(CNN) -- South African prosecutors on Tuesday denied claims that President Thabo Mbeki influenced their indictment of newly elected African National Congress leader Jacob Zuma.
ANC leader Jacob Zuma, right, embraces his rival Thabo Mbeki.
The National Prosecuting Authority on Friday indicted Zuma, whose election positioned him as likely to succeed Mbeki as the nation's next president.
Zuma defeated Mbeki last month in a bitter contest to lead anti-apartheid icon Nelson Mandela's powerful ANC. He was indicted 10 days later on charges of corruption, fraud, money-laundering and racketeering. Watch Zuma after defeating Mbeki »
Zuma's allies have accused Mbeki of influencing the NPA's decision to indict Zuma, who has faced corruption allegations for years.
"The NPA is sensitive to the controversy which this decision evokes," said a statement Tuesday about the indictment. "We are also aware of claims that the NPA is being misused to advance the political and other objectives of certain individuals. This is not so. The decision has been made by the NPA and the NPA alone." See more on controversial Zuma »
The prosecutors' statement said the NPA's "only allegiance is to the Constitution of the country, which compels us to prosecute serious matters such as the present one without fear, favor or prejudice. We are obliged to carry out this mandate, however unpopular it might be."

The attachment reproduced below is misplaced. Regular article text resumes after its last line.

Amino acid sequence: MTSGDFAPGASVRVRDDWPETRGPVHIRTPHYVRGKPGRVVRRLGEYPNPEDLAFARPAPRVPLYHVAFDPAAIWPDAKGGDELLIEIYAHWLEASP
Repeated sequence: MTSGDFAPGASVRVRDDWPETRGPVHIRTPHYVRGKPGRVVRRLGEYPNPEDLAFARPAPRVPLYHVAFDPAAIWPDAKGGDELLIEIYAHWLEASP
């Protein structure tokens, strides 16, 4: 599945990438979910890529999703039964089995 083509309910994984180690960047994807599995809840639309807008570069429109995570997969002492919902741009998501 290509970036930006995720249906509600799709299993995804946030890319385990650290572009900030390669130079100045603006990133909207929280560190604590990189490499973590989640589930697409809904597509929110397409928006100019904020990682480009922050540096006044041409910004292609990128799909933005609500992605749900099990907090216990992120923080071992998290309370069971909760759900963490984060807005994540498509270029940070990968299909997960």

Zuma has been ordered to stand trial in August.
The charges stem from a payment Zuma allegedly received as South Africa's deputy president from his financial adviser, guaranteeing protection in any government investigation into an arms deal.
The adviser, Schabir Shaik, was found guilty in 2005 of bribing Zuma and sentenced to 15 years in prison. Mbeki sacked Zuma as deputy president after the verdict.
Separately, Zuma was cleared of rape after a controversial trial in 2006.
Traditionally, the head of the ANC stands as the party's presidential candidate. ANC has supported victorious presidential candidates since 1994, when Mandela became the nation's first black president after the demise of South Africa's racist apartheid system.
Mbeki, who followed Mandela in 1999 and 2004, is constitutionally required to step down in 2009. E-mail to a friend